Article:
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Desulforudis audaxviator

Desulforudis audaxviator is a bacterium, which lives in depths from 1,5 km to 3 km below the Earth's surface in the groundwater.

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It is a bacterium found in water samples obtained nearly two miles underground in a South African gold mine. This type of bacterium, approximately four micrometers in length, has survived for millions of years on chemical food sources that derive from the radioactive decay of minerals in the surrounding rock, making it one of the few creatures known that does not depend on sunlight for nourishment.

These bacteria are unique. They have been isolated from Earth's surface for several million years, because analyses of the water that they live in showed that it is very old and has not been diluted by surface water. Because the environment at that depth is so much like the early Earth, it gives us a handle on what kind of creatures might have existed before we had an oxygen atmosphere. Many hundreds of millions of years ago, some of the first bacteria on the planet may have thrived in similar conditions. All the newly discovered microbes could shed light on research into the origins of life on Earth.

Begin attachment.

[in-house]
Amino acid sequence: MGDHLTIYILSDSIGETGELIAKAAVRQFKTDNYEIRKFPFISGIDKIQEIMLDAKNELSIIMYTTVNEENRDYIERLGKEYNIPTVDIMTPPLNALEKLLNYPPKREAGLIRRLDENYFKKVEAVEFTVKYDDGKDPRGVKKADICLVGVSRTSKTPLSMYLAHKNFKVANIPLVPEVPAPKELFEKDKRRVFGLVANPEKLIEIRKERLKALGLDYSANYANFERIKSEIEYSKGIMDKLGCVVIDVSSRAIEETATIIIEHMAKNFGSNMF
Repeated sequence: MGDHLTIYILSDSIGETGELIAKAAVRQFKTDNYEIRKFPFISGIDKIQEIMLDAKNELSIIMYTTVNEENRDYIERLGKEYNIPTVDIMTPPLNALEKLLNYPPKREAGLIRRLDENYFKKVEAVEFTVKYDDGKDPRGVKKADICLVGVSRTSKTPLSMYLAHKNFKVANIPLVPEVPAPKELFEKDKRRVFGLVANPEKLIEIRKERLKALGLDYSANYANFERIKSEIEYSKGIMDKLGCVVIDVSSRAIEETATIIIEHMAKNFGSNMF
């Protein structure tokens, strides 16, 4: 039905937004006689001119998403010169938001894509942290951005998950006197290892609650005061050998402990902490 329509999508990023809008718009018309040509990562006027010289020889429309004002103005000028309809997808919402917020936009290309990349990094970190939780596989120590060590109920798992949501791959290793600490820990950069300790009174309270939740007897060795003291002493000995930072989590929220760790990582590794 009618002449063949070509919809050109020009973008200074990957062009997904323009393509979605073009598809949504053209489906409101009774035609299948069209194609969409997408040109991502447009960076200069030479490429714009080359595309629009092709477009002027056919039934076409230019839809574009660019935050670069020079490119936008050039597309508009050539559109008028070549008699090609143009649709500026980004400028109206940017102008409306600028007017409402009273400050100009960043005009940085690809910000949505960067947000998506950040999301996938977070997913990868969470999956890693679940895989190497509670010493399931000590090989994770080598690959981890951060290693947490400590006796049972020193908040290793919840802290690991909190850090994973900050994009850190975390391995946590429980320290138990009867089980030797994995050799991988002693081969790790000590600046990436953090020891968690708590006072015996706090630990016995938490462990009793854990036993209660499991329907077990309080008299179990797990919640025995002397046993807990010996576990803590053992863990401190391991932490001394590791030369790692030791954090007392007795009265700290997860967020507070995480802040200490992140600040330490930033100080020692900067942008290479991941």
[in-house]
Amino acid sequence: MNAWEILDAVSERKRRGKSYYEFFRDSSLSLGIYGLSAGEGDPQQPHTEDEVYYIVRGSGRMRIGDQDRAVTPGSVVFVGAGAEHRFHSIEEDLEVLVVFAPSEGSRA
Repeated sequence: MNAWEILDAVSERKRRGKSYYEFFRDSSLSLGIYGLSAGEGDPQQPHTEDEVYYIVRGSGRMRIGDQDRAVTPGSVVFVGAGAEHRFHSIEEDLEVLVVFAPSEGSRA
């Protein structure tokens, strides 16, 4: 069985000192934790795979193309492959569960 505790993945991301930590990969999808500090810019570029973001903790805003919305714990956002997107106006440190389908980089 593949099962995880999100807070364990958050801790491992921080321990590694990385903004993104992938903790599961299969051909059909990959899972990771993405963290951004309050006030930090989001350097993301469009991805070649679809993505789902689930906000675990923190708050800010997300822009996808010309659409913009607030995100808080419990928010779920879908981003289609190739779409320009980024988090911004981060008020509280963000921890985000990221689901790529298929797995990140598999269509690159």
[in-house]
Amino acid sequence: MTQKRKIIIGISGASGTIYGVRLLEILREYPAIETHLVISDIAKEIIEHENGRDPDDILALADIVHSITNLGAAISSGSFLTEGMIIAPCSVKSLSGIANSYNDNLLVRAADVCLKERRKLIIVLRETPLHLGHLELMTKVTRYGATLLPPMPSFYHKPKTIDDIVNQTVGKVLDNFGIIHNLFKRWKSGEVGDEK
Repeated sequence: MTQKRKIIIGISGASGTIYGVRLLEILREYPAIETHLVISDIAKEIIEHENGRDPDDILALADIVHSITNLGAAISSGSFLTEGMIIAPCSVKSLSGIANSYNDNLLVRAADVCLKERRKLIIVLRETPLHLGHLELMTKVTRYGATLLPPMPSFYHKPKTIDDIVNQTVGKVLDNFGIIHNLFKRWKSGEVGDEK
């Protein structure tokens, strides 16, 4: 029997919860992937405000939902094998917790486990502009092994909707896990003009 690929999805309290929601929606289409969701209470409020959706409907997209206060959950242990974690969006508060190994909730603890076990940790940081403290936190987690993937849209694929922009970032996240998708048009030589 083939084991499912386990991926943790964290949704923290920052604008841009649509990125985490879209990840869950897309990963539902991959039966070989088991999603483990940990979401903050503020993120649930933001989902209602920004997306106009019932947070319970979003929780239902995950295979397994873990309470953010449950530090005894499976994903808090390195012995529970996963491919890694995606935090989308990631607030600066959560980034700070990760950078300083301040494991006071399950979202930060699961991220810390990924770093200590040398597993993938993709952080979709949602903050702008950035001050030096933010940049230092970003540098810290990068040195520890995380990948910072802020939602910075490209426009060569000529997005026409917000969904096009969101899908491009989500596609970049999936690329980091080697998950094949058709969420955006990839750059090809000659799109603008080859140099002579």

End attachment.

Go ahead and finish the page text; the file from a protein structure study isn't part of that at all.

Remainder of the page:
D. audaxviator is a Gram(+) SRB (making it the first complete such genome).The genome contains an unusual transposon, and possesses many sites of insertion.Loss of complete oxygen tolerance system suggests long-term isolation. The hydrocarbons in that environment do not come from living organisms. The source of the hydrogen needed for their respiration comes from the decomposition of water by Radioactive decay of uranium, thorium, and potassium. The radiation allows for the production of lots of sulfur compounds that these bacteria can use as a high-energy source of food.

The name comes of a quotation from Jules Verne's Journey to the Center of the Earth. The hero of history, professor Lidenbrock, finds a secret inscription in Latin that reads: Descende, audax viator, et terrestre centrum attinges (Descend, bold traveller, and you will attain the center of the earth).

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This article is licensed under the GNU Free Documentation License. It uses material from the Wikipedia article "Desulforudis_audaxviator". A list of authors is available in Wikipedia.
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